Multiple ERPs within a corporation are often the result of mergers and acquisitions, or simply the IT equivalent of urban sprawl. Deciding which systems to retain, which to retire and how to go about it is the situation in which many CIO’s find themselves.
The main benefit of ERP is that it brings the entire organization into a single, integrated, coordinated environment. Fragmented systems lack integration and co-ordination and increase maintenance and support requirements.
To align multiple systems with each other, duplicate, conflicting information issues must be addressed to avoid disparate reporting terminology, inventory shortages and inefficiency in the plant.
Restoring Benefits through an Integrated ERP Environment Roadmap and Approaches:
Companies with multiple ERP systems immediately need a Roadmap to bring the entire enterprise into an integrated ERP environment.The Integrated ERP Roadmap may call for a single corporate solution (all facilities using the same ERP) or a Two Tier approach.
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Approaches and Benefits:
Single ERP approach – Multiple instances of the same ERP product. This is the preferred option where regional or line-of-business-level autonomy is critical.
Tier 1 primary, Tier 2 secondary – A ‘backbone’ core Tier 1 ERP system for global operations with simpler and less expensive Tier 2 ERP systems easily deployed to support individual site requirements
Benefits : A common data model, application integration, standardization of reporting and performance measurement
Multiple Tier 1 – Multiple best of breed core ERP systems deployed to address unique needs at a division, plant or business unit level within large, highly diversified enterprises.Individual business units with distinctly different requirements where single ERP is ineffective.Large companies with multiple entities, where implementing a Tier 2 solution is efficient and cost effective.To continue existing ERP in acquired businesses to curb organization change management effort. Alternatively, a simpler Tier 2 ERP solution choice providing minimal transition impact.
- Quick deployment of simple ERP solutions during demergers/sell-offs to protect data security.
- Agile simple ERP deployment being a priority for emerging business units with dynamic innovative segments/products
- Excellent Deployment strategy and disaster management needed
- A bigger global audience hence high risk mitigation capacity needed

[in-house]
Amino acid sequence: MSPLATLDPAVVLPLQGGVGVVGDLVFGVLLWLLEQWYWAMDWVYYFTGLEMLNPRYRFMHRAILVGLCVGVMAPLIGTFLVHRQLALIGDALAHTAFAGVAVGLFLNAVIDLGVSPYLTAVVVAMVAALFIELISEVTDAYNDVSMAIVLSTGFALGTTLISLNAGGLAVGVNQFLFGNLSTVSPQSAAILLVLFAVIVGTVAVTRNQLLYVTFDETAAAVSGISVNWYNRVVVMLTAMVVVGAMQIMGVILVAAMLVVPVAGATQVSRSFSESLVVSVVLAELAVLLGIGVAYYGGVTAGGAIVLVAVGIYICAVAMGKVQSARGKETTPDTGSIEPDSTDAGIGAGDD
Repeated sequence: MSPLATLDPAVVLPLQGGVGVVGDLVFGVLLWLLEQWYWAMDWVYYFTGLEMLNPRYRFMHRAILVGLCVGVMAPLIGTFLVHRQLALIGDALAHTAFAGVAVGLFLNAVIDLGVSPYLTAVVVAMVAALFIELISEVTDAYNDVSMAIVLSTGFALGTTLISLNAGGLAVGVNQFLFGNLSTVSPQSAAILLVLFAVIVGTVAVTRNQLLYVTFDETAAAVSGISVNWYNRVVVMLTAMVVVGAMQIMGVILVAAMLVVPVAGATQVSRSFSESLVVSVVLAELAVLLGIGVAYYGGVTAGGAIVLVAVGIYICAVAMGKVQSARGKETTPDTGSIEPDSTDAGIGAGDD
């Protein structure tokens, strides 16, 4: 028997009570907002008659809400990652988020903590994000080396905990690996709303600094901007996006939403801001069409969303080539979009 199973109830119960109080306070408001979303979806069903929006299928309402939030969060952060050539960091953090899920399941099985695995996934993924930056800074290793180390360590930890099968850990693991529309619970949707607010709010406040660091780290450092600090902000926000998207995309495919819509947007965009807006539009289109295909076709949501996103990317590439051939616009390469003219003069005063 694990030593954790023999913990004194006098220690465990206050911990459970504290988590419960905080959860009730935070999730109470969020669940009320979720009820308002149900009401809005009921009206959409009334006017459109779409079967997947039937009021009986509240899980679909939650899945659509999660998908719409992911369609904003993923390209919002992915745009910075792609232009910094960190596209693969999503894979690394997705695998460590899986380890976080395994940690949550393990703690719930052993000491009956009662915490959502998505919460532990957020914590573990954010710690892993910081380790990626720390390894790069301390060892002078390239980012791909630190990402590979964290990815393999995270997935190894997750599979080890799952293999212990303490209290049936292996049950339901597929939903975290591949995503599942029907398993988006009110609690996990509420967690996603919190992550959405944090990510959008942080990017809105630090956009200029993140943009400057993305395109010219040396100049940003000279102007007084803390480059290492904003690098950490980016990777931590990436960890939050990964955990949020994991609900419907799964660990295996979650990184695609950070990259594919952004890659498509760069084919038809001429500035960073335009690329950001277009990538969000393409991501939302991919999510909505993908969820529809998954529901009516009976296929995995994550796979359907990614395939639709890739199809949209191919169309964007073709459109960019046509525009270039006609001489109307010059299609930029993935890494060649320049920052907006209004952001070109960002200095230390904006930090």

- Quarterly release schedule needs to be followed by all bringing in restriction to wait for the next release to deploy changes if needed
- Less flexibility
- Single change affects all globally
- The Roadmap specifies which ERP to be enhanced and the one(s) to become obsolete and over what period.
Example Scenarios for Multiple ERP
A single platform – same ERP throughout the enterprise – is obviously the ideal situation, however, scenarios exist where multiple ERP solutions makes sense, either short term or long term:
The decision to retain different ERPs comes with a clear understanding of the costs and risks. In addition, the evaluation process might uncover opportunities to improve system performance, utility and cost savings.
Challenges of Supporting Multiple ERPs (and Single ERP’s)
Besides integration issues and enterprise performance considerations, uncoordinated multiple ERPs can be maintenance and support nightmares.Different systems require different skills and knowledge in the IT staff as well as the user support community. Upgrades must be installed and tested resulting perhaps in substantial re-engineering.
For both multiple or single ERP,it is crucial to coordinate maintenance and upgrades and custom extensions or interfaces with a unified support structure that keeps all ERP systems operating at peak levels.
Challenges of Supporting Single ERP
The decisions around ERP involve a trade-off. High level comparison between the single and multiple ERP deployment option:
|Criteria||Single ERP||Multiple ERP|
|Total ownership cost||C||D|
|Overall system complexity||C||D|
|Seamless user experience||C||D|
|Business requirement fit||D||C|
|Opportunity to implement shared services model||C||D|
|Organization change management & adoption ease||D||C|
Conclusion & Recommendation
There is no ‘one shoe fits all’ strategy for ERP adoption but there methods for managing multiple ERP environments for the short term or the long term. We want to emphasize two areas: People and Speed.
Crucially, we want to emphasize the people aspects of ERP changes, especially during M&A activity, which can be a time of high stress. During this time, the Roadmap is essential to provide clarity of vision to everyone and avoid the background noise created by uncertainty. You may have two groups of employees and vendors – those with skills on the ERP that is staying, and those with skills on the systems being moved out. Reach out to your partners and vendors for help with this transition.
In the case of a merger or acquisition, decisions need to be undertaken with speed to quickly align reporting systems and terminology. This is critical for infrastructure consolidation and financial applications management, and reduces the unnecessary issues related to uncertainty and change management.